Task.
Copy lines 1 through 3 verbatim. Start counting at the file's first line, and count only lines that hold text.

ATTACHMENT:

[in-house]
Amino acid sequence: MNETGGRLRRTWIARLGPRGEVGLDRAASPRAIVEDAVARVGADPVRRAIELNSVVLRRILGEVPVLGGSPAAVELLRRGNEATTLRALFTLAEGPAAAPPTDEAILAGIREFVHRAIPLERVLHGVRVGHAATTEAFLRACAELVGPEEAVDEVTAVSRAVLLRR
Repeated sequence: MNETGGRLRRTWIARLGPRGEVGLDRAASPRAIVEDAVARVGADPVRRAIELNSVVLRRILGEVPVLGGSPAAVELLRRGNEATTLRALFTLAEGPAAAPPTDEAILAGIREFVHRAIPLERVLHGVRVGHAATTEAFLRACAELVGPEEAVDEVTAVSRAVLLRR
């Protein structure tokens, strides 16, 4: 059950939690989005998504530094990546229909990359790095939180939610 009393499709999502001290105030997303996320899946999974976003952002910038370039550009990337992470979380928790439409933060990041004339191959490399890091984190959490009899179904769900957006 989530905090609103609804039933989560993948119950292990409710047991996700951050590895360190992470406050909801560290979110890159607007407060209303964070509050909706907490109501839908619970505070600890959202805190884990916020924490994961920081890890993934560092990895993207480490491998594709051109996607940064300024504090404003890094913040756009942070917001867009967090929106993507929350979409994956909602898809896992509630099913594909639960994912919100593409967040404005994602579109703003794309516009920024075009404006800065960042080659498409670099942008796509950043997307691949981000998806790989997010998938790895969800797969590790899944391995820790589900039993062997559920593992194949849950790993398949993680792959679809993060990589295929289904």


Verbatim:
[in-house]
Amino acid sequence: MNETGGRLRRTWIARLGPRGEVGLDRAASPRAIVEDAVARVGADPVRRAIELNSVVLRRILGEVPVLGGSPAAVELLRRGNEATTLRALFTLAEGPAAAPPTDEAILAGIREFVHRAIPLERVLHGVRVGHAATTEAFLRACAELVGPEEAVDEVTAVSRAVLLRR
Repeated sequence: MNETGGRLRRTWIARLGPRGEVGLDRAASPRAIVEDAVARVGADPVRRAIELNSVVLRRILGEVPVLGGSPAAVELLRRGNEATTLRALFTLAEGPAAAPPTDEAILAGIREFVHRAIPLERVLHGVRVGHAATTEAFLRACAELVGPEEAVDEVTAVSRAVLLRR